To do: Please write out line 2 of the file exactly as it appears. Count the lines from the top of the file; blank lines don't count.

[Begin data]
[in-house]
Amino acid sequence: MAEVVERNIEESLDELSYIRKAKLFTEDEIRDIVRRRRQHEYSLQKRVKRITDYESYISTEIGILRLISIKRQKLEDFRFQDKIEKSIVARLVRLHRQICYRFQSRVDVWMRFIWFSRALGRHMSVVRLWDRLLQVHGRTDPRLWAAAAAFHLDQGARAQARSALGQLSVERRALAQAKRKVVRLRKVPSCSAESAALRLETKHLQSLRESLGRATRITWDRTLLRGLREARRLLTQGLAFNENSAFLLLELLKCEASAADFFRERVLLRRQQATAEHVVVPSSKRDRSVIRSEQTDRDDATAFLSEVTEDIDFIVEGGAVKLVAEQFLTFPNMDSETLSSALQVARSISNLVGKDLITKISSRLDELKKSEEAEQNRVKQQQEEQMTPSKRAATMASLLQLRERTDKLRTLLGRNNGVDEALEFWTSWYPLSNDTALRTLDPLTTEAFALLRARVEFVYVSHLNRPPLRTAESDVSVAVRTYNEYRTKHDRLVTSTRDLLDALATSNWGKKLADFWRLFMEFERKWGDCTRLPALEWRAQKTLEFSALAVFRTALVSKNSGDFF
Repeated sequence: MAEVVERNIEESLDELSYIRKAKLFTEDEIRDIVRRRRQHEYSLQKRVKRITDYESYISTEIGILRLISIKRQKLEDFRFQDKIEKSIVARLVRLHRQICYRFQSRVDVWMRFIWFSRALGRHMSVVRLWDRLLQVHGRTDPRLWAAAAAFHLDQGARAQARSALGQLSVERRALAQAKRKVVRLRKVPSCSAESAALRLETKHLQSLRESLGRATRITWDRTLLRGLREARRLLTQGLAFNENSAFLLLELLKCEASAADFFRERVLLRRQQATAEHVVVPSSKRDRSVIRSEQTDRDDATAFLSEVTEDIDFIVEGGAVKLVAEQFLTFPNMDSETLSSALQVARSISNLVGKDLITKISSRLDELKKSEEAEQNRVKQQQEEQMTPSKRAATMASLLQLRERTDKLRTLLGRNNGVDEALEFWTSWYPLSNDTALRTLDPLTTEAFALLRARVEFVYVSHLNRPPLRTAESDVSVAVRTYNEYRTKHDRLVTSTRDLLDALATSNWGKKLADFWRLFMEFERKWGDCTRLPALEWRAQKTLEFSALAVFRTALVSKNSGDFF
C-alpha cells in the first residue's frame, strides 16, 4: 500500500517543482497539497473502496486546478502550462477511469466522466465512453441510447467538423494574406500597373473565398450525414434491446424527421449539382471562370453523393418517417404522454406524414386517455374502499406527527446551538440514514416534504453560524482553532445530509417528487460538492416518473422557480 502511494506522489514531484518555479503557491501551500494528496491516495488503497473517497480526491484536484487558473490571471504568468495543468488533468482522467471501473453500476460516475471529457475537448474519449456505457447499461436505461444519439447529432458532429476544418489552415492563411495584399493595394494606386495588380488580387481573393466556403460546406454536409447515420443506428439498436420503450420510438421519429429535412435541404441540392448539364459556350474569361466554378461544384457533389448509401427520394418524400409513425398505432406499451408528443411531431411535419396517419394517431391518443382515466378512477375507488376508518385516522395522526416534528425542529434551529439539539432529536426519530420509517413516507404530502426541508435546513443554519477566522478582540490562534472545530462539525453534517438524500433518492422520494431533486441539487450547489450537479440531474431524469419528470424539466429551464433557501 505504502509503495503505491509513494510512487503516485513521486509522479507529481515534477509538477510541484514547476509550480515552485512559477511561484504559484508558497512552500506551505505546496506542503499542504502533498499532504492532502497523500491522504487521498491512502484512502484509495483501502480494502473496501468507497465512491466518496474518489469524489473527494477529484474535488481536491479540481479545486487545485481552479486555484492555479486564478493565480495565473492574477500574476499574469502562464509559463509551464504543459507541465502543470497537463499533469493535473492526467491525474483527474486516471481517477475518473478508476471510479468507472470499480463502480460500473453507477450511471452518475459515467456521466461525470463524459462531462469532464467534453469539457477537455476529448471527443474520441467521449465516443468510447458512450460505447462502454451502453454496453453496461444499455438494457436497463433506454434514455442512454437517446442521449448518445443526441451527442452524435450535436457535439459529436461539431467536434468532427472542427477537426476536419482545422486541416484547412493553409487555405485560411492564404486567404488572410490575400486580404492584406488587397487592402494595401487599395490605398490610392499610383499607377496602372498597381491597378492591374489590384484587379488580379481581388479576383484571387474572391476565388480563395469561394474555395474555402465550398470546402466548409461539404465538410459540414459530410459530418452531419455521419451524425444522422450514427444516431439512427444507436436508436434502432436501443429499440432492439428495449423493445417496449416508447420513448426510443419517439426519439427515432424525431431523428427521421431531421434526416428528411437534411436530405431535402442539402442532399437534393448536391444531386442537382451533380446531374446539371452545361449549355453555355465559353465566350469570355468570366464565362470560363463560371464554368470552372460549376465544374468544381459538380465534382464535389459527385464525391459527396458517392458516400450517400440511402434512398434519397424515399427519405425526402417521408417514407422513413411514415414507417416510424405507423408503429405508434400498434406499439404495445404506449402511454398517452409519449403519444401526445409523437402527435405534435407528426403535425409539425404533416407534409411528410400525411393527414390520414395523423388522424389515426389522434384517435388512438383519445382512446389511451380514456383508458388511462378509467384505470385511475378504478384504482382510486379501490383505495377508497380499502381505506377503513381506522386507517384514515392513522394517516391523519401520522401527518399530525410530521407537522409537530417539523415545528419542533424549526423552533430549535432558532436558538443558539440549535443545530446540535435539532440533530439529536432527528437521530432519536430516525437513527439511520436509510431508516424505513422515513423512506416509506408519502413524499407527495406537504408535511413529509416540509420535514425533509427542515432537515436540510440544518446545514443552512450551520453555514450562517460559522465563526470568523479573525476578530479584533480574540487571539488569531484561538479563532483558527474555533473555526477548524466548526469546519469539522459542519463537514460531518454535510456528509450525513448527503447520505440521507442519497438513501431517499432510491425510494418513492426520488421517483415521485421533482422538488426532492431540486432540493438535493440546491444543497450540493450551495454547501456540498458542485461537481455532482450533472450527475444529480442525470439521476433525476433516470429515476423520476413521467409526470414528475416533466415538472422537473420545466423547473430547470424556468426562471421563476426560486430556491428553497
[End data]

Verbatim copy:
Amino acid sequence: MAEVVERNIEESLDELSYIRKAKLFTEDEIRDIVRRRRQHEYSLQKRVKRITDYESYISTEIGILRLISIKRQKLEDFRFQDKIEKSIVARLVRLHRQICYRFQSRVDVWMRFIWFSRALGRHMSVVRLWDRLLQVHGRTDPRLWAAAAAFHLDQGARAQARSALGQLSVERRALAQAKRKVVRLRKVPSCSAESAALRLETKHLQSLRESLGRATRITWDRTLLRGLREARRLLTQGLAFNENSAFLLLELLKCEASAADFFRERVLLRRQQATAEHVVVPSSKRDRSVIRSEQTDRDDATAFLSEVTEDIDFIVEGGAVKLVAEQFLTFPNMDSETLSSALQVARSISNLVGKDLITKISSRLDELKKSEEAEQNRVKQQQEEQMTPSKRAATMASLLQLRERTDKLRTLLGRNNGVDEALEFWTSWYPLSNDTALRTLDPLTTEAFALLRARVEFVYVSHLNRPPLRTAESDVSVAVRTYNEYRTKHDRLVTSTRDLLDALATSNWGKKLADFWRLFMEFERKWGDCTRLPALEWRAQKTLEFSALAVFRTALVSKNSGDFF